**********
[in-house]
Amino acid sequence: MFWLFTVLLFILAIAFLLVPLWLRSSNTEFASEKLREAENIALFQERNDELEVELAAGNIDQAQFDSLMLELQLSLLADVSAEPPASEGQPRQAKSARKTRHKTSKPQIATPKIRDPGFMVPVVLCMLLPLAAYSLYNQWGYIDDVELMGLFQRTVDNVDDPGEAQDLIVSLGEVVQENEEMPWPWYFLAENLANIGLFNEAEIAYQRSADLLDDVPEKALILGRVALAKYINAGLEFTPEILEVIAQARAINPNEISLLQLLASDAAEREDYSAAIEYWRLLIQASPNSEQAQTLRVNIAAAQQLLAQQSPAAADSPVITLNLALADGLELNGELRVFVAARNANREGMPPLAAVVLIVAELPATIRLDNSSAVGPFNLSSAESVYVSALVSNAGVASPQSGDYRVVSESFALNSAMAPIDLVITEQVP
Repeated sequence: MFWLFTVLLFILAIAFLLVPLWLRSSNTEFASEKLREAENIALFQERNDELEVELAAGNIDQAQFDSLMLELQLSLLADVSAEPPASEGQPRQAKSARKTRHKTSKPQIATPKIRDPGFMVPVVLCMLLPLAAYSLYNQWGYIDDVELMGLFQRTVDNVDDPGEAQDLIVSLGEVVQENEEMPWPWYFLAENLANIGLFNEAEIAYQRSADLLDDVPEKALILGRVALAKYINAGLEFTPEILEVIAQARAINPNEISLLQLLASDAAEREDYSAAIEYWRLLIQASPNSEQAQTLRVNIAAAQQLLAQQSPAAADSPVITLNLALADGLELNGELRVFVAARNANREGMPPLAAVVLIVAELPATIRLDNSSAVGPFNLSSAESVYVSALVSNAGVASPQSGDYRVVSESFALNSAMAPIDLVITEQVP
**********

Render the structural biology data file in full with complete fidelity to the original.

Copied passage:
[in-house]
Amino acid sequence: MFWLFTVLLFILAIAFLLVPLWLRSSNTEFASEKLREAENIALFQERNDELEVELAAGNIDQAQFDSLMLELQLSLLADVSAEPPASEGQPRQAKSARKTRHKTSKPQIATPKIRDPGFMVPVVLCMLLPLAAYSLYNQWGYIDDVELMGLFQRTVDNVDDPGEAQDLIVSLGEVVQENEEMPWPWYFLAENLANIGLFNEAEIAYQRSADLLDDVPEKALILGRVALAKYINAGLEFTPEILEVIAQARAINPNEISLLQLLASDAAEREDYSAAIEYWRLLIQASPNSEQAQTLRVNIAAAQQLLAQQSPAAADSPVITLNLALADGLELNGELRVFVAARNANREGMPPLAAVVLIVAELPATIRLDNSSAVGPFNLSSAESVYVSALVSNAGVASPQSGDYRVVSESFALNSAMAPIDLVITEQVP
Repeated sequence: MFWLFTVLLFILAIAFLLVPLWLRSSNTEFASEKLREAENIALFQERNDELEVELAAGNIDQAQFDSLMLELQLSLLADVSAEPPASEGQPRQAKSARKTRHKTSKPQIATPKIRDPGFMVPVVLCMLLPLAAYSLYNQWGYIDDVELMGLFQRTVDNVDDPGEAQDLIVSLGEVVQENEEMPWPWYFLAENLANIGLFNEAEIAYQRSADLLDDVPEKALILGRVALAKYINAGLEFTPEILEVIAQARAINPNEISLLQLLASDAAEREDYSAAIEYWRLLIQASPNSEQAQTLRVNIAAAQQLLAQQSPAAADSPVITLNLALADGLELNGELRVFVAARNANREGMPPLAAVVLIVAELPATIRLDNSSAVGPFNLSSAESVYVSALVSNAGVASPQSGDYRVVSESFALNSAMAPIDLVITEQVP